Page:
gardening

Where Have the Students Been?

You mean between field trips to the butterfly gardens and fossil museum?  Christmas break and Martin Luther King Day?  Well, they’ve been in the garden, that’s where, expanding and tilling and generally having a grand old time!

You see, we have learned a valuable lesson.  Plants need sunlight to grow and they need a good dose of it–especially during the winter months.  During spring and summer, our Florida kids enjoy an early afternoon break in the shade, but right now?  Not so much. More

Out Of This World

And into the next—that’s what I discovered with my current garden coaching project. While poking around the peas and carrots, conversation changed from the ground to the sky. No, not the weather.  The stars.  And it just goes to show, you never know what’s going on over the neighbor’s fence.  Incredible.

When he’s not gardening, working, or hanging out with the family! Justin is staring up into the sky, but the stuff he’s seeing? It’s not what you and I see.

This picture was not downloaded from the NASA website. It was downloaded from Justin’s new blog: J Low’s Astrophotos.  He took theses photos, not NASA.  I’m still in awe. More

Why I Adore Fall Gardening…

It’s cool outside, somewhat cloudy overhead, the ground soaked through.  Rich, composted dirt, lush green growth, there’s a sense of calm hanging in the air.  Walking alongside my beds, admiring Mother Nature in all her glory, it occurs to me that there is more than vegetables and produce here.  There is color, texture.  Emotion, peace.  It’s a sensory experience.

Take my black beauty eggplant and cinnamon basil.  I never noticed this before, but they share common coloring.  Side by side, they’re beautiful, striking.  Leaning close, the scent of spicy basil is distinct, memorable.  Moving further, I’m drawn to my red cabbage. More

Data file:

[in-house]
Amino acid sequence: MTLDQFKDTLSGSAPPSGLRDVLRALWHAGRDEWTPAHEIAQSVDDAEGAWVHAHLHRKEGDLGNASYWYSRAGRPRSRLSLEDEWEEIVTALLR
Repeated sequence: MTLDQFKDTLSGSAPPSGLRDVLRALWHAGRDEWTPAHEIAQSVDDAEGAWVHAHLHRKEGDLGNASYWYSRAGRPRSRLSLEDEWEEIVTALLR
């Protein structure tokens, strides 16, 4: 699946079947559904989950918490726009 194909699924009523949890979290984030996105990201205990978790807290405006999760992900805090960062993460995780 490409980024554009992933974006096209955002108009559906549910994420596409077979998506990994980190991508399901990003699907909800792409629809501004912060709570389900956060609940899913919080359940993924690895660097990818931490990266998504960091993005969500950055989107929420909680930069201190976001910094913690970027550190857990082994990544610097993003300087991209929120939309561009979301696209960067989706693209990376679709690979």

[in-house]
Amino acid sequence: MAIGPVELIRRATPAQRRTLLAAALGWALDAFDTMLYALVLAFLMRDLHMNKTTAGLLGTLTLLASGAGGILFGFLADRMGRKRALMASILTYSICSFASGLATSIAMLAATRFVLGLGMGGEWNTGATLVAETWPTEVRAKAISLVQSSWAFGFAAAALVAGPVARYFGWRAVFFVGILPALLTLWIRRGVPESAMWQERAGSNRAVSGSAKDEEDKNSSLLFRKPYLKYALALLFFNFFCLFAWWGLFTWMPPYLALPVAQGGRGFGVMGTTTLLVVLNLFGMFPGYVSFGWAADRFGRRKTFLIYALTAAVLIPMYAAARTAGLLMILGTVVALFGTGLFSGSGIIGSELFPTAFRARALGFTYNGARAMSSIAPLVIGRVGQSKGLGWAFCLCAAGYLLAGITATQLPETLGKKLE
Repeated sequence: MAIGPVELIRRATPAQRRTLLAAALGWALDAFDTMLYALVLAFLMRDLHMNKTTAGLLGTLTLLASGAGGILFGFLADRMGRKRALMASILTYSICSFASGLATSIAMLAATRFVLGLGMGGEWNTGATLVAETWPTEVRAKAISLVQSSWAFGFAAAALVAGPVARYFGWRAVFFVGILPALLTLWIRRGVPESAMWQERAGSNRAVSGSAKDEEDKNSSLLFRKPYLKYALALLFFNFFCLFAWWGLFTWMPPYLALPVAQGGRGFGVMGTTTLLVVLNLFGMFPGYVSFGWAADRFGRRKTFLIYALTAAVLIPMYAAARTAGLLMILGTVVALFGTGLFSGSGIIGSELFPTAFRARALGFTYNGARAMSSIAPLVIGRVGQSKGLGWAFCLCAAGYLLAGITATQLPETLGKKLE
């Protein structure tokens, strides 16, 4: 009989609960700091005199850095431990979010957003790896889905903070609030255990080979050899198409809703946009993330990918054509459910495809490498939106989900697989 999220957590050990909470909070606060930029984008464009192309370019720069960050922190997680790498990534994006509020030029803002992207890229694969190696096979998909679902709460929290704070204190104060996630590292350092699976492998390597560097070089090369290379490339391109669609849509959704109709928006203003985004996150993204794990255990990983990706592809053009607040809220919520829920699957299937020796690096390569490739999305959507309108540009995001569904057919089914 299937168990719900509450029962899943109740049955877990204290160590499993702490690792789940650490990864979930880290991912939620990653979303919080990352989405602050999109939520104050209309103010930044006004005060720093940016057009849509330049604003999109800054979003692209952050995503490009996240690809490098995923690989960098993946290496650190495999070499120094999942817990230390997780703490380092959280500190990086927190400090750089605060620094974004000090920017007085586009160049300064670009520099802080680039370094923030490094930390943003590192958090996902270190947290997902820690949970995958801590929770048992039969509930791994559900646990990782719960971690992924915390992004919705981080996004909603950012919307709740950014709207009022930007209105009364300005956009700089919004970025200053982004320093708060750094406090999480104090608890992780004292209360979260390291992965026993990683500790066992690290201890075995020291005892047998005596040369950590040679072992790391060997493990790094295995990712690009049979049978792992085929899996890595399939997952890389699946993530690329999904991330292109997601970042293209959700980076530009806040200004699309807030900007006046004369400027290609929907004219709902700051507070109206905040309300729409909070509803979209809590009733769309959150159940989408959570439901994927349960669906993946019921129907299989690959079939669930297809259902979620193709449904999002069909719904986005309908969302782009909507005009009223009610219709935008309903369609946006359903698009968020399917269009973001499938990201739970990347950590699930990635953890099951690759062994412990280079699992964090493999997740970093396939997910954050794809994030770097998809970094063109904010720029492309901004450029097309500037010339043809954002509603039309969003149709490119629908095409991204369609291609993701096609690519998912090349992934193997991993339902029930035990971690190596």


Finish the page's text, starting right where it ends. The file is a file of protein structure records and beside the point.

Super Greens!

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I love salads, all kinds. I love growing them and I love eating them. And cooler weather in Florida means fresh lettuce in my garden. A sample, if you will…  Swiss chard — healthy and colorful.

 

Romaine  — strong and delicious; a classic. More

Companion Planting and Your Garden

As my fall garden season approaches, my mind is filled with visions of splendor.  With a freshly tilled garden, I can see my plants grow lush and full, their bounty promising a fruitful harvest.  What do I want to grow this year?  More important question is what do I want to eat?

Pumpkins.  Or should I say, homemade pumpkin pie.  The kids and I are set on pumpkins this year, both at home and school, so those babies are first on the list.  Second?  Beans, of course.  Who doesn’t love beans?  And onions–but not in adjoining beds.  No.  These two do not care for each other and will not yield the fabulous crop of my imagination.  Why not?

They’re not good companions in the garden and companion planting is KEY when it comes to organic gardening.  What is it and why do we do it?  In a nutshell–or bean pod–it’s organizing your beds according to plants that help one another and steering clear of those combinations that don’t.  For more details, my friends have Companion Planting have explained it pretty well:

Companion planting is based around the idea that certain plants can benefit others when planted next to, or close to one another.  It exists to benefit certain plants by giving them pest control, naturally without the need to use chemicals, and in some cases they can give a higher crop yield.

Generally, companion planting is thought of as a small-scale gardening practice, but it can be applied on larger-scale operations. It has been proven that by having a beneficial crop in a nearby field that attracts certain insects away from a neighboring field that has the main crop can prove very beneficial. This action is called trap cropping.

While companion planting has a long history, the benefits of companion planting have not always been understood. Traditional recommendations, for companion planting have been used by gardeners for a long time, but recent tests are proving scientifically, that they work.

Other ways that companion planting can be beneficial is to plant a crop like any Legumes, on an area where it will feed nitrogen into the soil, then it will not be necessary to use any chemical fertilizers for the next crop.  (Corn and beans are excellent companions.)

The African marigold, along with other plants, are well-known for companion planting, as they exude chemicals from their roots or aerial parts that suppress or repel pests and protect neighboring plants.  (My roses love marigold!)